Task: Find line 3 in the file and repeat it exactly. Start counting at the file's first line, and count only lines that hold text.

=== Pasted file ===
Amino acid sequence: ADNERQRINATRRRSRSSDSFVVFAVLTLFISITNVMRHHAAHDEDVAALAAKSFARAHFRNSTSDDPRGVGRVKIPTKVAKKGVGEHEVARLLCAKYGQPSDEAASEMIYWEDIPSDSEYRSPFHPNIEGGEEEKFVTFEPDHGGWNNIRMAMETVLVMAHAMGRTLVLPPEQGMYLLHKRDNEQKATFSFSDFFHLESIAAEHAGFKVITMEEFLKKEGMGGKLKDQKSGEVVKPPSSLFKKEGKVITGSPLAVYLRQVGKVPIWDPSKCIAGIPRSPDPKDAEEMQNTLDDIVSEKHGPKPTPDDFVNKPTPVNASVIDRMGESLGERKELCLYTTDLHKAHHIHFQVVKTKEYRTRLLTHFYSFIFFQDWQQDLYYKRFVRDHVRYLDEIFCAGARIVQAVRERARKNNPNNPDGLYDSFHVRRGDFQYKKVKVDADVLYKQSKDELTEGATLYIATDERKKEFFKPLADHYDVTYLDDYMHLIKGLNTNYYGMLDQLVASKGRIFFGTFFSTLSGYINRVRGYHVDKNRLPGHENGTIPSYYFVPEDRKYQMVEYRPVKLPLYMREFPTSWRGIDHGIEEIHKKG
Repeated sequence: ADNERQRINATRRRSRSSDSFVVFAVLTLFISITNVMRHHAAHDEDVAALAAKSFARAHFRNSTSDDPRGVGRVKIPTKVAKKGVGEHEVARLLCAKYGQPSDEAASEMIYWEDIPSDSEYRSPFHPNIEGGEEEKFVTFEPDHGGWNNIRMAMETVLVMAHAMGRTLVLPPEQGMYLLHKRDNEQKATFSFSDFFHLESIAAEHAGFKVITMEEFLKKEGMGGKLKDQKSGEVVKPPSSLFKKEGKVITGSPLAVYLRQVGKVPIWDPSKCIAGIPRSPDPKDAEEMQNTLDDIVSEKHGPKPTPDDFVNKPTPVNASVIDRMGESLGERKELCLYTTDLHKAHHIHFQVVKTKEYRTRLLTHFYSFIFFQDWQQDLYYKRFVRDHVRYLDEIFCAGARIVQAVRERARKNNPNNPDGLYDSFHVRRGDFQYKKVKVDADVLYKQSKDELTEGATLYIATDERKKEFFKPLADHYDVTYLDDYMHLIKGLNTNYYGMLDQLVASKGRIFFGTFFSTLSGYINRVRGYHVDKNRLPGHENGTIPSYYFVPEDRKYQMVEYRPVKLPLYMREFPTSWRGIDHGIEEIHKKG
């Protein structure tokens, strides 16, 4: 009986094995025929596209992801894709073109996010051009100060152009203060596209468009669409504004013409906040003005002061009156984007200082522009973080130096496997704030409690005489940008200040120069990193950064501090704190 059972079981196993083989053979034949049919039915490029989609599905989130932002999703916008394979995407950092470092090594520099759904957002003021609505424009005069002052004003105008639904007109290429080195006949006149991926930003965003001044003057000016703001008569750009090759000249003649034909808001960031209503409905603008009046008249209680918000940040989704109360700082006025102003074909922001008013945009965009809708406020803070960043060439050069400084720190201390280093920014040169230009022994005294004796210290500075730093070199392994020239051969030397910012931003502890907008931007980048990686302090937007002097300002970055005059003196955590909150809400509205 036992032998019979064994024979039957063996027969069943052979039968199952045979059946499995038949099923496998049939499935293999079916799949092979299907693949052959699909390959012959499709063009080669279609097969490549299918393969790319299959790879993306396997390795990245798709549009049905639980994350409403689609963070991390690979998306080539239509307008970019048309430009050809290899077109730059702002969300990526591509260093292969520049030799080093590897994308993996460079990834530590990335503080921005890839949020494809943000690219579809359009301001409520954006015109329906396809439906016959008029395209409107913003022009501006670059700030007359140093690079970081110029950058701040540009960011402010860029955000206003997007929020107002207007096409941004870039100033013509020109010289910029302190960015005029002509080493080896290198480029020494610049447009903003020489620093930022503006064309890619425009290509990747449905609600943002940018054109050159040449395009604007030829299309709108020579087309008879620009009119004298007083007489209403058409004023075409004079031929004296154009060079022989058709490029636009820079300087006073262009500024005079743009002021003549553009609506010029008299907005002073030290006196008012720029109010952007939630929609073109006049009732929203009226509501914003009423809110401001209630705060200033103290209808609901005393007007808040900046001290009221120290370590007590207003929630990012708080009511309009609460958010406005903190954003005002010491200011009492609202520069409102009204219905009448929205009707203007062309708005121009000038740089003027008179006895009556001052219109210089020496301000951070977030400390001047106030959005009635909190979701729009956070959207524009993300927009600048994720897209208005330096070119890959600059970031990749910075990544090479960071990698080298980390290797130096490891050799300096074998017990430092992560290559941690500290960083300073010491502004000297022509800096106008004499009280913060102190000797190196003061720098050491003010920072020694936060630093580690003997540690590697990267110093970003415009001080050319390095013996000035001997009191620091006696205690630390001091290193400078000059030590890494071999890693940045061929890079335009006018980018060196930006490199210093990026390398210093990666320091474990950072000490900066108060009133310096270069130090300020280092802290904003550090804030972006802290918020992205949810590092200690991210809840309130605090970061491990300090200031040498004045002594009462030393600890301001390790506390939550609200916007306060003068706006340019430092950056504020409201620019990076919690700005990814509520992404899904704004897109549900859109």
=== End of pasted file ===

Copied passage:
């Protein structure tokens, strides 16, 4: 009986094995025929596209992801894709073109996010051009100060152009203060596209468009669409504004013409906040003005002061009156984007200082522009973080130096496997704030409690005489940008200040120069990193950064501090704190 059972079981196993083989053979034949049919039915490029989609599905989130932002999703916008394979995407950092470092090594520099759904957002003021609505424009005069002052004003105008639904007109290429080195006949006149991926930003965003001044003057000016703001008569750009090759000249003649034909808001960031209503409905603008009046008249209680918000940040989704109360700082006025102003074909922001008013945009965009809708406020803070960043060439050069400084720190201390280093920014040169230009022994005294004796210290500075730093070199392994020239051969030397910012931003502890907008931007980048990686302090937007002097300002970055005059003196955590909150809400509205 036992032998019979064994024979039957063996027969069943052979039968199952045979059946499995038949099923496998049939499935293999079916799949092979299907693949052959699909390959012959499709063009080669279609097969490549299918393969790319299959790879993306396997390795990245798709549009049905639980994350409403689609963070991390690979998306080539239509307008970019048309430009050809290899077109730059702002969300990526591509260093292969520049030799080093590897994308993996460079990834530590990335503080921005890839949020494809943000690219579809359009301001409520954006015109329906396809439906016959008029395209409107913003022009501006670059700030007359140093690079970081110029950058701040540009960011402010860029955000206003997007929020107002207007096409941004870039100033013509020109010289910029302190960015005029002509080493080896290198480029020494610049447009903003020489620093930022503006064309890619425009290509990747449905609600943002940018054109050159040449395009604007030829299309709108020579087309008879620009009119004298007083007489209403058409004023075409004079031929004296154009060079022989058709490029636009820079300087006073262009500024005079743009002021003549553009609506010029008299907005002073030290006196008012720029109010952007939630929609073109006049009732929203009226509501914003009423809110401001209630705060200033103290209808609901005393007007808040900046001290009221120290370590007590207003929630990012708080009511309009609460958010406005903190954003005002010491200011009492609202520069409102009204219905009448929205009707203007062309708005121009000038740089003027008179006895009556001052219109210089020496301000951070977030400390001047106030959005009635909190979701729009956070959207524009993300927009600048994720897209208005330096070119890959600059970031990749910075990544090479960071990698080298980390290797130096490891050799300096074998017990430092992560290559941690500290960083300073010491502004000297022509800096106008004499009280913060102190000797190196003061720098050491003010920072020694936060630093580690003997540690590697990267110093970003415009001080050319390095013996000035001997009191620091006696205690630390001091290193400078000059030590890494071999890693940045061929890079335009006018980018060196930006490199210093990026390398210093990666320091474990950072000490900066108060009133310096270069130090300020280092802290904003550090804030972006802290918020992205949810590092200690991210809840309130605090970061491990300090200031040498004045002594009462030393600890301001390790506390939550609200916007306060003068706006340019430092950056504020409201620019990076919690700005990814509520992404899904704004897109549900859109």